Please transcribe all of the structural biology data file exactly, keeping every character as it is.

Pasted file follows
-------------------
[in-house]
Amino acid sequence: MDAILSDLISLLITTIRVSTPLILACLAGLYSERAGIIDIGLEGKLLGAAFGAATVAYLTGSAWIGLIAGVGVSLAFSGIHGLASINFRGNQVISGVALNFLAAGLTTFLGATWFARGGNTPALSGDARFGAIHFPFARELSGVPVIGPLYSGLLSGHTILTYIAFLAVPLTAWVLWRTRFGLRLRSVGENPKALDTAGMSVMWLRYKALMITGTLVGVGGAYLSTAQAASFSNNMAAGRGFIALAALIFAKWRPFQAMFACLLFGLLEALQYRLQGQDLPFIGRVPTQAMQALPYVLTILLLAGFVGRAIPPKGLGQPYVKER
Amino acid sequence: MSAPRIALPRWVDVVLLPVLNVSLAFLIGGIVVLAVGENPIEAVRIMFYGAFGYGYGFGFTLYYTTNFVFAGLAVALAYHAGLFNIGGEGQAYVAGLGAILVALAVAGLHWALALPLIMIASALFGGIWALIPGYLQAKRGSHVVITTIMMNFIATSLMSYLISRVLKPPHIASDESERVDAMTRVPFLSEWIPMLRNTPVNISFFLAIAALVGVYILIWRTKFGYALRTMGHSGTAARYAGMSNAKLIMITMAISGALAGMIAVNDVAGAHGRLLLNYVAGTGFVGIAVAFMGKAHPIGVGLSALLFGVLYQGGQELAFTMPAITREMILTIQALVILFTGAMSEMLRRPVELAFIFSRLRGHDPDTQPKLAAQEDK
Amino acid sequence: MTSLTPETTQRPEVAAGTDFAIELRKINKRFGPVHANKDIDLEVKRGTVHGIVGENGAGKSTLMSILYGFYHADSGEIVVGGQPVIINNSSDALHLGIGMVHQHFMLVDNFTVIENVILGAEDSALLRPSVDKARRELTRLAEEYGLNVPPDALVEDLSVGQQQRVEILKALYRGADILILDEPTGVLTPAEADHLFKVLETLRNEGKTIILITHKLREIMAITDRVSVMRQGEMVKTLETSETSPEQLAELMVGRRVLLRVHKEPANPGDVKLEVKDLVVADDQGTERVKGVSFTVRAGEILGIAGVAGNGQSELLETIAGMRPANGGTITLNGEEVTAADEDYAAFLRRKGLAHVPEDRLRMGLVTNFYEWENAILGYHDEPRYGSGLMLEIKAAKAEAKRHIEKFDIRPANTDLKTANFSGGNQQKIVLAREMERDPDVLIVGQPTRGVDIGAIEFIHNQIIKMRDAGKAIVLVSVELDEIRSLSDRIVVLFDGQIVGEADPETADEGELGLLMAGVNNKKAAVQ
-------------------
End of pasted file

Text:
[in-house]
Amino acid sequence: MDAILSDLISLLITTIRVSTPLILACLAGLYSERAGIIDIGLEGKLLGAAFGAATVAYLTGSAWIGLIAGVGVSLAFSGIHGLASINFRGNQVISGVALNFLAAGLTTFLGATWFARGGNTPALSGDARFGAIHFPFARELSGVPVIGPLYSGLLSGHTILTYIAFLAVPLTAWVLWRTRFGLRLRSVGENPKALDTAGMSVMWLRYKALMITGTLVGVGGAYLSTAQAASFSNNMAAGRGFIALAALIFAKWRPFQAMFACLLFGLLEALQYRLQGQDLPFIGRVPTQAMQALPYVLTILLLAGFVGRAIPPKGLGQPYVKER
Amino acid sequence: MSAPRIALPRWVDVVLLPVLNVSLAFLIGGIVVLAVGENPIEAVRIMFYGAFGYGYGFGFTLYYTTNFVFAGLAVALAYHAGLFNIGGEGQAYVAGLGAILVALAVAGLHWALALPLIMIASALFGGIWALIPGYLQAKRGSHVVITTIMMNFIATSLMSYLISRVLKPPHIASDESERVDAMTRVPFLSEWIPMLRNTPVNISFFLAIAALVGVYILIWRTKFGYALRTMGHSGTAARYAGMSNAKLIMITMAISGALAGMIAVNDVAGAHGRLLLNYVAGTGFVGIAVAFMGKAHPIGVGLSALLFGVLYQGGQELAFTMPAITREMILTIQALVILFTGAMSEMLRRPVELAFIFSRLRGHDPDTQPKLAAQEDK
Amino acid sequence: MTSLTPETTQRPEVAAGTDFAIELRKINKRFGPVHANKDIDLEVKRGTVHGIVGENGAGKSTLMSILYGFYHADSGEIVVGGQPVIINNSSDALHLGIGMVHQHFMLVDNFTVIENVILGAEDSALLRPSVDKARRELTRLAEEYGLNVPPDALVEDLSVGQQQRVEILKALYRGADILILDEPTGVLTPAEADHLFKVLETLRNEGKTIILITHKLREIMAITDRVSVMRQGEMVKTLETSETSPEQLAELMVGRRVLLRVHKEPANPGDVKLEVKDLVVADDQGTERVKGVSFTVRAGEILGIAGVAGNGQSELLETIAGMRPANGGTITLNGEEVTAADEDYAAFLRRKGLAHVPEDRLRMGLVTNFYEWENAILGYHDEPRYGSGLMLEIKAAKAEAKRHIEKFDIRPANTDLKTANFSGGNQQKIVLAREMERDPDVLIVGQPTRGVDIGAIEFIHNQIIKMRDAGKAIVLVSVELDEIRSLSDRIVVLFDGQIVGEADPETADEGELGLLMAGVNNKKAAVQ